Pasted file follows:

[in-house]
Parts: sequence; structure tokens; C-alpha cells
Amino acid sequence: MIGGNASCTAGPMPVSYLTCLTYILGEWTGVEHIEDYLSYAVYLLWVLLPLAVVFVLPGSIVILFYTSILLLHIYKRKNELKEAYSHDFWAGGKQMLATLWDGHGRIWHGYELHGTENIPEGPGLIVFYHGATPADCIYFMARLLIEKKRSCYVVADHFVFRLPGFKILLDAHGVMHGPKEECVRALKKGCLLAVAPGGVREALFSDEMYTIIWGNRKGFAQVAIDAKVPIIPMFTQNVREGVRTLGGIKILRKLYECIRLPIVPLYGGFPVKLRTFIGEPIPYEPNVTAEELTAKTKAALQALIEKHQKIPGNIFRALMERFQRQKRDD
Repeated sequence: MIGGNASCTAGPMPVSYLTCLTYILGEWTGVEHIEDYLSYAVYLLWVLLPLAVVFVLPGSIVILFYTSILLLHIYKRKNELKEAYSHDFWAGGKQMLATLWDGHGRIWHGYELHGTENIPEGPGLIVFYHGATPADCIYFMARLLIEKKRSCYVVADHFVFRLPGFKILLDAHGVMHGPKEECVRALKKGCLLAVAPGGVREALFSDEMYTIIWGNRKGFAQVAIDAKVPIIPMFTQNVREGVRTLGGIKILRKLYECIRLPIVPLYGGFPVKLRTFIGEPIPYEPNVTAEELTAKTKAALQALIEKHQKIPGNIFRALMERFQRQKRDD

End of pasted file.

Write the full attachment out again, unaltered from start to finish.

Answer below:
[in-house]
Parts: sequence; structure tokens; C-alpha cells
Amino acid sequence: MIGGNASCTAGPMPVSYLTCLTYILGEWTGVEHIEDYLSYAVYLLWVLLPLAVVFVLPGSIVILFYTSILLLHIYKRKNELKEAYSHDFWAGGKQMLATLWDGHGRIWHGYELHGTENIPEGPGLIVFYHGATPADCIYFMARLLIEKKRSCYVVADHFVFRLPGFKILLDAHGVMHGPKEECVRALKKGCLLAVAPGGVREALFSDEMYTIIWGNRKGFAQVAIDAKVPIIPMFTQNVREGVRTLGGIKILRKLYECIRLPIVPLYGGFPVKLRTFIGEPIPYEPNVTAEELTAKTKAALQALIEKHQKIPGNIFRALMERFQRQKRDD
Repeated sequence: MIGGNASCTAGPMPVSYLTCLTYILGEWTGVEHIEDYLSYAVYLLWVLLPLAVVFVLPGSIVILFYTSILLLHIYKRKNELKEAYSHDFWAGGKQMLATLWDGHGRIWHGYELHGTENIPEGPGLIVFYHGATPADCIYFMARLLIEKKRSCYVVADHFVFRLPGFKILLDAHGVMHGPKEECVRALKKGCLLAVAPGGVREALFSDEMYTIIWGNRKGFAQVAIDAKVPIIPMFTQNVREGVRTLGGIKILRKLYECIRLPIVPLYGGFPVKLRTFIGEPIPYEPNVTAEELTAKTKAALQALIEKHQKIPGNIFRALMERFQRQKRDD